From gross to compost

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It has been a fun challenge over the past few years to learn how to reduce my waste through the several Rs of sustainability (refuse, reduce, reuse, repurpose, recycle, repair and rot). Dog waste is still the unsolvable issue, especially when I have to package the otherwise biodegradable waste into a plastic bag. As we've gone through days this winter of melting snow and falling rain, surely anybody who shares their yard with a dog has been dealing with this ongoing battle of, well, what to do with all that doo.

I have three dogs and a cat. I've long assumed with great irritation that my only option for dealing with their post-meal dealings is to put it in a bag bound for the trash bin. For anybody trying to avoid using plastic bags, it may seem like a losing battle. Bags seem to have become a necessary evil in responsible pet ownerships. Biodegradable bags seem to be a good compromise. However, when tossed into the garbage, these aren't much better in the landfill than plastic.

Well now, gardening, composting, sustainability-minded, dog caretakers rejoice: there is an alternative. There are ways to safely compost dog (and even cat) waste in your yard. For years I heard that due to parasites, animal waste should never be included in compost. However, with the right precautions and perhaps a separate pile, doggy discard can take its place back in the natural cycle of soil. Do yourself the favor of checking out some websites on the matter of pet manure, as there are a lot of varying opinions. You may find an option that feels most comfortable for your individual compost needs and comfort level when dealing with the doo.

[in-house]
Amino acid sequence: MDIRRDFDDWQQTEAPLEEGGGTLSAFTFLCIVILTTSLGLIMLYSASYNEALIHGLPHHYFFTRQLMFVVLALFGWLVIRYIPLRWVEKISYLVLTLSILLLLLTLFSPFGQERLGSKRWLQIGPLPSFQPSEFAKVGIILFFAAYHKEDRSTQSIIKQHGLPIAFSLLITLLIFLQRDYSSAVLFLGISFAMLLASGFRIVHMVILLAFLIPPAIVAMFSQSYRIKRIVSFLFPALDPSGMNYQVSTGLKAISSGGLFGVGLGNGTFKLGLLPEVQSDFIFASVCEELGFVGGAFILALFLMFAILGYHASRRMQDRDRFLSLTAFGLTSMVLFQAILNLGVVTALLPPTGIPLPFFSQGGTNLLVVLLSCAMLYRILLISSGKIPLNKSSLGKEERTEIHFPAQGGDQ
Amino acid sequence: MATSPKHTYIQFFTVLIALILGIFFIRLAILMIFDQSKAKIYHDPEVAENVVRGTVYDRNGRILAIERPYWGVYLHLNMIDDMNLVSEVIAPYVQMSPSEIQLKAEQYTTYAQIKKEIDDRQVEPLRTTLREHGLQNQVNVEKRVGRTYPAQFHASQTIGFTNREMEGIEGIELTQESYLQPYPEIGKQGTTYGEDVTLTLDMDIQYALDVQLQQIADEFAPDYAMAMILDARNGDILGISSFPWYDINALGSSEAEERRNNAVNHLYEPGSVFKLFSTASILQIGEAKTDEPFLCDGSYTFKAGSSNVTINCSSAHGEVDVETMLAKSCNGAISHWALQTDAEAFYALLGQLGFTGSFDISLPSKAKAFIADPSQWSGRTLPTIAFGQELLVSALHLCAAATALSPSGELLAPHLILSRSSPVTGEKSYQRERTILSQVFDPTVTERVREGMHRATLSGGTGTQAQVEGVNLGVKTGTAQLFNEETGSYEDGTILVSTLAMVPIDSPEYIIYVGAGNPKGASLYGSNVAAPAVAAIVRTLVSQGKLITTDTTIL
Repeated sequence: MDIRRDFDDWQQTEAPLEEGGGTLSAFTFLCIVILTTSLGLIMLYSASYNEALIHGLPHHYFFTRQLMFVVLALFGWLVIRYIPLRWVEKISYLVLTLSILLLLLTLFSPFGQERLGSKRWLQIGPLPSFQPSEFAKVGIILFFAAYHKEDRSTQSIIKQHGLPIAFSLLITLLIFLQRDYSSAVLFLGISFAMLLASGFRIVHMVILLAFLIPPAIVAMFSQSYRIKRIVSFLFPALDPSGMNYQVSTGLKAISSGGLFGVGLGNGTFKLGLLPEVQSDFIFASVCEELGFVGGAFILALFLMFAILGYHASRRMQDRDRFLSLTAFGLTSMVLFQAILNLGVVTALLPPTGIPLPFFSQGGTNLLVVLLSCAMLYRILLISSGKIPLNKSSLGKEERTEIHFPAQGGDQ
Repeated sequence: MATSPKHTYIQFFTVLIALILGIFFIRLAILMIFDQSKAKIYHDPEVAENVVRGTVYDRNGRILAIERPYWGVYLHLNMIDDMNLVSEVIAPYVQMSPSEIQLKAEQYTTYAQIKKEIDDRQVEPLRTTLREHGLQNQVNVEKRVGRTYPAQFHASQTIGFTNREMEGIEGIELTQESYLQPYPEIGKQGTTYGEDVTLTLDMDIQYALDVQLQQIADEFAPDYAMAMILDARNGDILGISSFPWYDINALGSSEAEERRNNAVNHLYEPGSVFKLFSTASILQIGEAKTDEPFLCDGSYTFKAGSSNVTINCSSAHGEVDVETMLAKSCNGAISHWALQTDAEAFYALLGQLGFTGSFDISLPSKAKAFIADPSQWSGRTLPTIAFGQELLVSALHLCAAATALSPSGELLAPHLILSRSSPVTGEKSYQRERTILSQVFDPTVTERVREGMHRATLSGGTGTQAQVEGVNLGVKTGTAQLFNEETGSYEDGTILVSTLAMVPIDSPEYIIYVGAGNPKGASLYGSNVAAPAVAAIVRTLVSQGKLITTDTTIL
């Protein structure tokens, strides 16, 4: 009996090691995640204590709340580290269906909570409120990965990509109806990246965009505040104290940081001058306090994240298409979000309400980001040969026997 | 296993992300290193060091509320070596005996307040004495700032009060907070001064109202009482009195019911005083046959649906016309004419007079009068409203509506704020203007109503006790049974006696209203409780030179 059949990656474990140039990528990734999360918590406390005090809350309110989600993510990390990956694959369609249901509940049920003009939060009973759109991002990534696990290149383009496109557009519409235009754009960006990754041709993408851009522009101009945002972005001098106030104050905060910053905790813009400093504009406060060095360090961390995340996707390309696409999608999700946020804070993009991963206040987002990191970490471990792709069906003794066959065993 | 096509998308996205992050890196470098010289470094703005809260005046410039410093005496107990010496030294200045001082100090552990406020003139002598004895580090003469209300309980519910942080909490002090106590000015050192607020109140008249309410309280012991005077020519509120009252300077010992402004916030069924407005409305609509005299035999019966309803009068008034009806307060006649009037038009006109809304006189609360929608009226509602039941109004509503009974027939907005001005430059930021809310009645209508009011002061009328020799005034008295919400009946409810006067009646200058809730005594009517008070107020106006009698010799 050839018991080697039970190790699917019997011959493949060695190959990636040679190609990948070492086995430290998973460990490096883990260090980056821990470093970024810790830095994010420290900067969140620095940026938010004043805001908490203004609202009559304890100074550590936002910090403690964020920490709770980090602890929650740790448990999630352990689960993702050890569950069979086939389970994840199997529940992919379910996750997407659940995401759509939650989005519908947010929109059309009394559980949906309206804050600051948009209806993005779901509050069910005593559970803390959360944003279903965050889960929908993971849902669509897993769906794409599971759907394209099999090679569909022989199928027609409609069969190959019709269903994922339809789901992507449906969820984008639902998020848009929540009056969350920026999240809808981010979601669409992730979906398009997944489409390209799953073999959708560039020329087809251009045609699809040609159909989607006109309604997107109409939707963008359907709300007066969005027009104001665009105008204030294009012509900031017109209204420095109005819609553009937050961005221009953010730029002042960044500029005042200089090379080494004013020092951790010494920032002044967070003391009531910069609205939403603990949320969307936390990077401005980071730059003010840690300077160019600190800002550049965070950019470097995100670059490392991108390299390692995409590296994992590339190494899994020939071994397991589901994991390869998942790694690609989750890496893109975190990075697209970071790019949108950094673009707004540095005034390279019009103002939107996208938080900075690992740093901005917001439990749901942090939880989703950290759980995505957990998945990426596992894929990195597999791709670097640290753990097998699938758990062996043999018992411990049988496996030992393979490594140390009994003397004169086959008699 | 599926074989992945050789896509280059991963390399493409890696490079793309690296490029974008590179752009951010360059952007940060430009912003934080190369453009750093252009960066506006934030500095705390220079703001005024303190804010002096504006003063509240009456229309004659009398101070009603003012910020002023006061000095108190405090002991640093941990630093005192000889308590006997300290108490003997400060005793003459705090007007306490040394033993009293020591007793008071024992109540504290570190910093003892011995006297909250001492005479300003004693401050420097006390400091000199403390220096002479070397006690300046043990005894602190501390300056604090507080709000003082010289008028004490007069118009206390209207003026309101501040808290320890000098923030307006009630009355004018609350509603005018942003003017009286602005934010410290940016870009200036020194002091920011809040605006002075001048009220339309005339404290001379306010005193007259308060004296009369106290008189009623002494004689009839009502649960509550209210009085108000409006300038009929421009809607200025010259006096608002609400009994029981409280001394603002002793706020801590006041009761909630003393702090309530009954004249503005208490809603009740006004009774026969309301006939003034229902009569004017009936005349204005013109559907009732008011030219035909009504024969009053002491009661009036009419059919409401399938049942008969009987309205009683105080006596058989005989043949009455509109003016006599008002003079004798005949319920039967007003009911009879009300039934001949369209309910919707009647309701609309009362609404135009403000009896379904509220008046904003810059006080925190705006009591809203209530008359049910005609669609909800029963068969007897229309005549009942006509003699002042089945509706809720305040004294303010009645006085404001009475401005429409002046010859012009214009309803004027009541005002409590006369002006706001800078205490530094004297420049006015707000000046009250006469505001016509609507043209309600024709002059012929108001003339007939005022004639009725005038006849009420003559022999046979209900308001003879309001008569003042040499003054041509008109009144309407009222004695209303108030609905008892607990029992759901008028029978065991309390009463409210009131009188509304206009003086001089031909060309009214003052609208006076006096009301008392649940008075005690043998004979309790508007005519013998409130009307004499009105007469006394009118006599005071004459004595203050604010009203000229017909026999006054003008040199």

Here are the basics.The biggest worry with dog waste is roundworm and some other pathogens. These pathogens do not live long once a compost bin starts heating up. Depending on your space and how much carbon material is in your doggy compost pile, you can turn the poo into dirt at about the same rate as normal compost.

Cat waste is more difficult because the pathogen toxoplasmosis is scarier for people; it can cause serious damage for fetuses in the womb. These are the reasons composting dog and cat waste have been considered bad ideas.

There are some systems you can purchase or make on your own that create an animal-waste-specific compost hole. You can then put dog waste compost on any ornamental plant, grasses or fruiting plants where the edible fruit doesn't come in contact with the compost. (Again, cat waste is more complicated so proceed with caution). Some gardeners have a multi-bin compost system and simply start the dog waste in a separate one to give it extra time before adding it to the normal compost.

I don't want to play favorite-poop-expert-favorites, so find resources with whom you feel comfortable if you want to move forward on this project. My springtime plan will be to create a separate compost pile dedicated to the decomposition of both cat and dog waste. Once this pile is ready, I'll use it in areas of the yard that won't be creating food for human consumption. It may take longer, especially in Minnesota, for a compost pile like this to break down into usable manure. But if it reduces the load in my trashcan and eases my need for little plastic bags, it might be worth it. It may not be appropriate for every household and it takes some digging, both informational and literal. It is one more of many challenges out there from which we can choose to make our lifestyle a bit more green.